Share 15 Black Writers We Should All Be Reading in 2017

15 Black Writers We Should All Be Reading in 2017

Tolani Osan joined Simon & Schuster’s Associate’s Program in 2015 where she spent her first rotation in S&S publicity. She recently earned a Master’s in Publishing & Writing from Emerson College. A daughter of Nigerian immigrants, Tolani enjoys literary fiction about the tensions between cultures and classes. Her favorite book is Khaled Hosseini’s “A Thousand Splendid Suns,” which she’s made a pact with herself to revisit every three years. She also founded and runs women’s interest blog,, and writes on topics such as fashion, food, perpetual “singledom”, and feminism. You can enjoy her musings about pop culture, fashion, and literature on twitter @dresscapades  

Throughout February, we commemorate the black writers, leaders, and inventors of influence from our history who contributed to the rich identity of America. However, today there are many black voices emerging from different parts of the world, engaging us in compelling conversations on race, identity, politics, and more—and urging us to think inclusively and creatively. As Chimamanda Ngozi Adichie (among the writers listed below) warns us of the danger of a single story, we bring you this list of contemporary black authors who offer new and refreshing perspectives on issues from race—and hair—to the wounds of our past.

You Can't Touch My Hair
by Phoebe Robinson

If you’ve listened to Phoebe Robinson’s podcast, “2 Dope Queens,” which she cohosts with “Daily Show” alum Jessica Williams, you know that Robinson tells it like it is—and always does it with a good dose of humor. In her memoir YOU CAN’T TOUCH MY HAIR, Robinson uses her trademark wit and a wealth of pop-culture references to brilliantly delve into the historical foundations of many of the microaggressions (and overt racism) black women experience today.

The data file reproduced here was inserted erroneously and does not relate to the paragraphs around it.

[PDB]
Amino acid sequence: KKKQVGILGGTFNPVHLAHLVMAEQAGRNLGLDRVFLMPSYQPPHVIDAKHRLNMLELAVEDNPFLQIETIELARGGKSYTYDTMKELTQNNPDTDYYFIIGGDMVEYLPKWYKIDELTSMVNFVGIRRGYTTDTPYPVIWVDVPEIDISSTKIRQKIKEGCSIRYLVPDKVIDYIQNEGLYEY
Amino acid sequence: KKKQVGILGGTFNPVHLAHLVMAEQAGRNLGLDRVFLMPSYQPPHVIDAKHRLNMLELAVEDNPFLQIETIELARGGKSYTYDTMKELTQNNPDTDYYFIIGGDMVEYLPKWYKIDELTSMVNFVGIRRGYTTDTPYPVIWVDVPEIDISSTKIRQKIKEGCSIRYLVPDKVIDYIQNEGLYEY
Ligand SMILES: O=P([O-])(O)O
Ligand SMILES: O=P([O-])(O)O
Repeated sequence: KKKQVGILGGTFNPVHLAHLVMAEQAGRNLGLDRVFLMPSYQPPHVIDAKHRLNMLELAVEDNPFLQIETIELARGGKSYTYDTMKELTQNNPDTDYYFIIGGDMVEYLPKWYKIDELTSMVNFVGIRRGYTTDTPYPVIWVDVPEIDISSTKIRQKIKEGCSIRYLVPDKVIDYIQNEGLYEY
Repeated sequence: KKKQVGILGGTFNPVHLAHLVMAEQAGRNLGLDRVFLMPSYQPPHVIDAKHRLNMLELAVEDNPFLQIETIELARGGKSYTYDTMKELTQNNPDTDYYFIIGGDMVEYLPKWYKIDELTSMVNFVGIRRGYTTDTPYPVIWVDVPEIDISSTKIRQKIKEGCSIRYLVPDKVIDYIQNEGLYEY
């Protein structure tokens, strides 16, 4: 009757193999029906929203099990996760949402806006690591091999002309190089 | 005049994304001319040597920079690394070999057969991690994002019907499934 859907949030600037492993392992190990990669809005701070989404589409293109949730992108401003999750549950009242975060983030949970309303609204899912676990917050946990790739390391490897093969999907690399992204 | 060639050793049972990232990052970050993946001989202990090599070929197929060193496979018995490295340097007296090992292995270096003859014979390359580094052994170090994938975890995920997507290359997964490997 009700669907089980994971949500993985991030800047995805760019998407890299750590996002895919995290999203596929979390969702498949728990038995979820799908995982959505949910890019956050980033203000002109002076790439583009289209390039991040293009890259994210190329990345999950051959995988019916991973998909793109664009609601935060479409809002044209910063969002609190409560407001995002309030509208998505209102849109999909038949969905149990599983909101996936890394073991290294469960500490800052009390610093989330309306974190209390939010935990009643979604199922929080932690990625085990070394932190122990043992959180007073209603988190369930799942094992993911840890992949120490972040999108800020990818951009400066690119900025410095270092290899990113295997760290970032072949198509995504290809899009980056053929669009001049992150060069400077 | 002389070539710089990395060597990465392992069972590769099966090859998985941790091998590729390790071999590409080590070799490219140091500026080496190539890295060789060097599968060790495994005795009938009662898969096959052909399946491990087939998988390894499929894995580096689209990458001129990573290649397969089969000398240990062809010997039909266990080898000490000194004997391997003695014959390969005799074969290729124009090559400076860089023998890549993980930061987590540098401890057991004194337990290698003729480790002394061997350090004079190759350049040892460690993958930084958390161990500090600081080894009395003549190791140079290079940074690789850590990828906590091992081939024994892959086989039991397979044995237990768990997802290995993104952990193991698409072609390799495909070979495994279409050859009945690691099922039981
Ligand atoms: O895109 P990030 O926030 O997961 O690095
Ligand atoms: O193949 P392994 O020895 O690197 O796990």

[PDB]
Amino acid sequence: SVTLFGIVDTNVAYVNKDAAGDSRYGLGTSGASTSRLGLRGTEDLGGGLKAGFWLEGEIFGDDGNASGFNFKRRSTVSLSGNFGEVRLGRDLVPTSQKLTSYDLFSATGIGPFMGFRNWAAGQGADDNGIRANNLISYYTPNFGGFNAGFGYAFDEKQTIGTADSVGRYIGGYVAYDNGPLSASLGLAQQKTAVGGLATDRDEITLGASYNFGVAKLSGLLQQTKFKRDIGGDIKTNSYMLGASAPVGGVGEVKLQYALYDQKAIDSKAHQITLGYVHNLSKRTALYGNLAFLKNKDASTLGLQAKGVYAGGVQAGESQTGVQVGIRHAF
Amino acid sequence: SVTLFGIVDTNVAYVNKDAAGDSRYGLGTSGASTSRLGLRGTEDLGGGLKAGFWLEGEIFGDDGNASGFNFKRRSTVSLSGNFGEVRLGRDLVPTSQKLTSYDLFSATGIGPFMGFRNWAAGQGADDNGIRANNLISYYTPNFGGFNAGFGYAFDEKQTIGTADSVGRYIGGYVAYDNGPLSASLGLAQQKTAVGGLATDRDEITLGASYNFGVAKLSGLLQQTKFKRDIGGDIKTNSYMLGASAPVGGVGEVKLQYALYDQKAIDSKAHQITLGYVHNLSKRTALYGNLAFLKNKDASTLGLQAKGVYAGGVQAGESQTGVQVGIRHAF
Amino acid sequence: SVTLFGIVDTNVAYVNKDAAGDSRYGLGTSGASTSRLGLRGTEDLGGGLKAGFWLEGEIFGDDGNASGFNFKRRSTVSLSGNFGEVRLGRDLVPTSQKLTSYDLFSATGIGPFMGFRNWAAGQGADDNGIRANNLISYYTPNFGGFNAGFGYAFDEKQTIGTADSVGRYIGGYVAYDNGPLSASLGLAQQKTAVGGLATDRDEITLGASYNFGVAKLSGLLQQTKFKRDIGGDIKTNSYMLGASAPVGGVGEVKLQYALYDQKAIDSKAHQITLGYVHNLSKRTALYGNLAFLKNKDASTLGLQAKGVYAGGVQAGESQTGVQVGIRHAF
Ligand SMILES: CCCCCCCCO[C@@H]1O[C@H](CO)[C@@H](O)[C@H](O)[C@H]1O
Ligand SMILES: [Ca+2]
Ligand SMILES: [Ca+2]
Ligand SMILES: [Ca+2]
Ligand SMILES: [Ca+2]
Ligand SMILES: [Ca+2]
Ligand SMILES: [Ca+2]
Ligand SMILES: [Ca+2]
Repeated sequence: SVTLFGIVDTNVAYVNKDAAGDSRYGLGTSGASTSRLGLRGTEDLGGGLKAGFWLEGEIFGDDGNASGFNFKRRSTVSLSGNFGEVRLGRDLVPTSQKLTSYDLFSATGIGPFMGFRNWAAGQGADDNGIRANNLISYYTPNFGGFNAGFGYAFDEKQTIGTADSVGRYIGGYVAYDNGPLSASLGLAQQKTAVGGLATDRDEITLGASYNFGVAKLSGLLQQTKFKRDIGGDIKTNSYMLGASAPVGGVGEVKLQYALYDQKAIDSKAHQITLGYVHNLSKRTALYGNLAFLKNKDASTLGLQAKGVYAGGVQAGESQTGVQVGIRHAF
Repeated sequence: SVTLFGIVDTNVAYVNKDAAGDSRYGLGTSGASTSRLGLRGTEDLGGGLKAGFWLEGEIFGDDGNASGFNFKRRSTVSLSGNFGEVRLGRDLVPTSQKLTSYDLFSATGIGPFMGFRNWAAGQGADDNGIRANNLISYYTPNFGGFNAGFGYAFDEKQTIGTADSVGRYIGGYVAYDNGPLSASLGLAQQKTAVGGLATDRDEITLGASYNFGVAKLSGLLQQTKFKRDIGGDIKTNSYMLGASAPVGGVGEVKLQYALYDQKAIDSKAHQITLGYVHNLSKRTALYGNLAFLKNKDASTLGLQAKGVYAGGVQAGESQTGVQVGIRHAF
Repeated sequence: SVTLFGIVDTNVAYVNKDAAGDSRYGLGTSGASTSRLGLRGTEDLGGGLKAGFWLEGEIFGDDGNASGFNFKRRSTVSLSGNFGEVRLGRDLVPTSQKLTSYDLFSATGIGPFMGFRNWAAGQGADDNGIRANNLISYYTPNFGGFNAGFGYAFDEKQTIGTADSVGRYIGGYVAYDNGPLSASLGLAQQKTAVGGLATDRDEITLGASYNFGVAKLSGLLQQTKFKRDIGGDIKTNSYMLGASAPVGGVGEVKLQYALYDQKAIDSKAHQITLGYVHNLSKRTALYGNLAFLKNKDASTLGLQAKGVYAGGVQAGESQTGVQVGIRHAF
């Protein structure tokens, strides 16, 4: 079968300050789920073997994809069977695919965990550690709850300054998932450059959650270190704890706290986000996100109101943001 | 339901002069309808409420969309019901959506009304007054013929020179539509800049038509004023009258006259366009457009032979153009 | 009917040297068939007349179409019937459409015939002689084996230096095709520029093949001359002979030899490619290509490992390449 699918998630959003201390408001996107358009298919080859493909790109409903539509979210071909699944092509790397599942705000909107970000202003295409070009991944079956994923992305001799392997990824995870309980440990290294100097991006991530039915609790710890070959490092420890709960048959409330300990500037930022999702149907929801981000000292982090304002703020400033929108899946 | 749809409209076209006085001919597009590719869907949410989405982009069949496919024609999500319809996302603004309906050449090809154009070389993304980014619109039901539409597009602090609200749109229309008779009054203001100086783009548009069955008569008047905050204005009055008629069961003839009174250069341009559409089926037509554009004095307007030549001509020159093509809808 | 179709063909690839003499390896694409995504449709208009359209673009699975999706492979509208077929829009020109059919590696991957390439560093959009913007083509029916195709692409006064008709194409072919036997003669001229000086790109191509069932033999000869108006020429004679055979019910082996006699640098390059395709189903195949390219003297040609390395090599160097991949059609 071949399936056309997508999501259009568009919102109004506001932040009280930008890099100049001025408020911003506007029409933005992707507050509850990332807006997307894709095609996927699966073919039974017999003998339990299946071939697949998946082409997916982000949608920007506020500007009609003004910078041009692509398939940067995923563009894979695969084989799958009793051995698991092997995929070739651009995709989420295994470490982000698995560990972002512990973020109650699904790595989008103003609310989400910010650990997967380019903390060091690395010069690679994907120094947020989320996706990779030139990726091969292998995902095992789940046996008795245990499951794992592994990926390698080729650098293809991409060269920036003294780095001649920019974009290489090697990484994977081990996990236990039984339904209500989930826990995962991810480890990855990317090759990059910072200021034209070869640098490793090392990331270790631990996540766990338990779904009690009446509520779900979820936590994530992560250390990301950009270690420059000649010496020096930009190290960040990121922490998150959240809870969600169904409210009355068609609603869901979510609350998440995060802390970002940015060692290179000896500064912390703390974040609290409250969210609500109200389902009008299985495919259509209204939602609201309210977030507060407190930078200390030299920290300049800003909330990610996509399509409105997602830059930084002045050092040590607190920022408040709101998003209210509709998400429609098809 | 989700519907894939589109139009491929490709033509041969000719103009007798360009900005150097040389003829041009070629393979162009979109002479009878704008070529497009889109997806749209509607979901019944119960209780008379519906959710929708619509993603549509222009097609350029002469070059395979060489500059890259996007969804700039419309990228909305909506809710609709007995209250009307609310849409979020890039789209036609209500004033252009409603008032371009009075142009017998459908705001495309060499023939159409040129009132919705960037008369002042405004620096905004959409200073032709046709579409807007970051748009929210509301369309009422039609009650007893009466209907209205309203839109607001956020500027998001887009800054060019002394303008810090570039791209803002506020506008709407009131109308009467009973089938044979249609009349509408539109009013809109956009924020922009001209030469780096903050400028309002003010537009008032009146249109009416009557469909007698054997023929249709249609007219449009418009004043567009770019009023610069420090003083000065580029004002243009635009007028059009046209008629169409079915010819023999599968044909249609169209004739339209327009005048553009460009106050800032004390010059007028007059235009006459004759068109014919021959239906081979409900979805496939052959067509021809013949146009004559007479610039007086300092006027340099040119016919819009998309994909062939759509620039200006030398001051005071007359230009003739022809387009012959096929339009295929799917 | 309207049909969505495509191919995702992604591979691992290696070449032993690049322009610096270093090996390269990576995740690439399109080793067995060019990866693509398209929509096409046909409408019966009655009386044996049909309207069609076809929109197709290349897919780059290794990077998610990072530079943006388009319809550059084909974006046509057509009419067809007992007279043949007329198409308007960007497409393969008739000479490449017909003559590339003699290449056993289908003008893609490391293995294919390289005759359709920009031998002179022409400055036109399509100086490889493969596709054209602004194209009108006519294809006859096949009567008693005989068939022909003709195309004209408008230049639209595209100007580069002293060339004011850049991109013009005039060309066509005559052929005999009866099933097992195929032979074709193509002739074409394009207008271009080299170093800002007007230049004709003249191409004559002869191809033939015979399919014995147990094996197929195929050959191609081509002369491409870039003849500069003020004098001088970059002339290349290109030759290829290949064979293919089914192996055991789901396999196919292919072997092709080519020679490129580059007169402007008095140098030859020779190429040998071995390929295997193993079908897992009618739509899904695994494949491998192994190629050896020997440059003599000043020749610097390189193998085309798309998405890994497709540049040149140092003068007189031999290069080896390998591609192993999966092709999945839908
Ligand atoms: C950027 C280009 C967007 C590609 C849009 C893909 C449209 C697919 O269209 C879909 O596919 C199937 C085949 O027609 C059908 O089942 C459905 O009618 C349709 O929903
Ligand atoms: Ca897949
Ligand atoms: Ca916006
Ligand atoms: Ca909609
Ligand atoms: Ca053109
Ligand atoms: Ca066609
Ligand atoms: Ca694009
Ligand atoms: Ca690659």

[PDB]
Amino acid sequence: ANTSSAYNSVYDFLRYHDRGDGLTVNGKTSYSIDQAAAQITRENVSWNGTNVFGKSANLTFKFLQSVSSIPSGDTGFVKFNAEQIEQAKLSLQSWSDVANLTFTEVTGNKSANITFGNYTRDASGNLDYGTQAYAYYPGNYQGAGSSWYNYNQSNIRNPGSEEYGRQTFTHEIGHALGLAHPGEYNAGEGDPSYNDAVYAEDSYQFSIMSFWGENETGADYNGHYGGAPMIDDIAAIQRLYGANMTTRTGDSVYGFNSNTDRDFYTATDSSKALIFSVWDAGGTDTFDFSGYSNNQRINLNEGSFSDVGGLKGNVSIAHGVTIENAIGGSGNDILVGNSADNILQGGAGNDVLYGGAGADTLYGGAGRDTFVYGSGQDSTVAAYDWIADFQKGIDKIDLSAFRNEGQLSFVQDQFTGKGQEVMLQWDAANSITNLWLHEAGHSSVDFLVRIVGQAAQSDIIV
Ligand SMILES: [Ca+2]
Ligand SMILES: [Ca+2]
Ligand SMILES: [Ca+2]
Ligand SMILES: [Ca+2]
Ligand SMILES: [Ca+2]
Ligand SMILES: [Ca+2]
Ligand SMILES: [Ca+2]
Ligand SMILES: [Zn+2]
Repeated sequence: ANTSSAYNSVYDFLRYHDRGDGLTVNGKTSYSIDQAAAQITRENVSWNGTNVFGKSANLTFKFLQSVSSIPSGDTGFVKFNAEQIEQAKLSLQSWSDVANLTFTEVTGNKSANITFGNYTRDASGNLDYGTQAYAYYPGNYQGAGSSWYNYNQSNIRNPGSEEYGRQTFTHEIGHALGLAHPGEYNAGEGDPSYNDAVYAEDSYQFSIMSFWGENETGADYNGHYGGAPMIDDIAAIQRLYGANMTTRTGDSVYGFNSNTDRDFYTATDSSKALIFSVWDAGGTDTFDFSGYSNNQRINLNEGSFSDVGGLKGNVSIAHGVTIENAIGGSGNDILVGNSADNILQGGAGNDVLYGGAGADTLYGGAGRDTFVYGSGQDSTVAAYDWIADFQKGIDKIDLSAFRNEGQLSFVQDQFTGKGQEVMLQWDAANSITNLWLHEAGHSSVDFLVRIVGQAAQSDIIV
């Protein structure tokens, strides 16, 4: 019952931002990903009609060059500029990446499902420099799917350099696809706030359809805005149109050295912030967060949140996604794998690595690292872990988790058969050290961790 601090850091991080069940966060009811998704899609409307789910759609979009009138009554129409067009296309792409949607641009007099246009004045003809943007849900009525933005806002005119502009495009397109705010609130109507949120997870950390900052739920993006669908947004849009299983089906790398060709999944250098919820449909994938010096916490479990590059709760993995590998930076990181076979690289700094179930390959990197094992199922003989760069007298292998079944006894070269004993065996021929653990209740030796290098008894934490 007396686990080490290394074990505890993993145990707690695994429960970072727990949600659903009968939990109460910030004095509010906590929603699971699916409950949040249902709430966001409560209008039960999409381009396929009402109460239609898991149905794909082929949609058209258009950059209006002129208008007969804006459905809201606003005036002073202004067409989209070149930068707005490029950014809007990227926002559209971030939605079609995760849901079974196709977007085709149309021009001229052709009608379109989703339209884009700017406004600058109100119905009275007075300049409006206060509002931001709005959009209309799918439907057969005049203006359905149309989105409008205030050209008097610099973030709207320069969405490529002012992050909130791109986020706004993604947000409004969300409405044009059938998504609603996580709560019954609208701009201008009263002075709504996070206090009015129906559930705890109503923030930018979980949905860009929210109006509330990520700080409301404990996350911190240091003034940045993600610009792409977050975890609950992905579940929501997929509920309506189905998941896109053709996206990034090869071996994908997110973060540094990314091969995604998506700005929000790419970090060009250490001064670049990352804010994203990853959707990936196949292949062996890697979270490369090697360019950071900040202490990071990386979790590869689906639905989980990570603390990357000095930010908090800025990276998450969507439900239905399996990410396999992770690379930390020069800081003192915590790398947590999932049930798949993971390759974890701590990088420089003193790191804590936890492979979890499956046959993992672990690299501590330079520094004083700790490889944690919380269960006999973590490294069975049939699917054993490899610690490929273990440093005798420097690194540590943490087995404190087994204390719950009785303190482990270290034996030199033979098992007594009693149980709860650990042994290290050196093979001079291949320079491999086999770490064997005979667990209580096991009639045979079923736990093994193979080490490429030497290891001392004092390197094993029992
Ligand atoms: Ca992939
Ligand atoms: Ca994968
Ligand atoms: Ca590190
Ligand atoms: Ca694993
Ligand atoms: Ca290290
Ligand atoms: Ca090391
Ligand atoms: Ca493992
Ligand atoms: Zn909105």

Loving Day
by Mat Johnson

Just like his novel PYM, Mat Johnson’s LOVING DAY meditates on the nuances of race through the lens of satire. In this ruthlessly comic tale, Warren Duffy discovers a lost daughter, confronts an elusive ghost, and stumbles onto the possibility of utopia. This story about blacks and whites, fathers and daughters, and the living and the dead is hilarious, and surprisingly moving.

by Yaa Gyasi

Two half-sisters are separated by forces beyond their control: one sold into slavery, the other married to a British slaver. HOMEGOING traces the descendants who follow, as their destinies lead them through two continents and 300 years of history, each life indelibly drawn.

by A. Igoni Barrett

In A. Igoni Barrett’s debut novel, a young Nigerian man wakes up the morning of a job interview transformed into a white man. He must quickly learn to navigate a world made unfamiliar and deal with those riding the coattails of his newfound privilege. BLACKASS is a fierce comic satire that touches on everything from race to social media, all while questioning how we are valued by society simply by virtue of the way we look.

Difficult Women
by Roxane Gay

On the heels of her bestselling essay collection BAD FEMINIST, Roxane Gay delivers a collection of stories of rare force and beauty. Portraying women who live lives of privilege and of poverty, are in marriages both loving and haunted by past crimes or emotional blackmail, DIFFICULT WOMEN is a wry and beautiful vision of modern America.

The Fire This Time
by Jesmyn Ward

Jesmyn Ward takes James Baldwin’s 1963 examination of race in America, THE FIRE NEXT TIME, as the catalyst for this groundbreaking collection of essays and poems. Ward knows that Baldwin’s words ring as true as ever today in light of recent tragedies. In response, she turns to some of her generation’s most original thinkers and writers to give voice to their concerns.

The Sellout
by Paul Beatty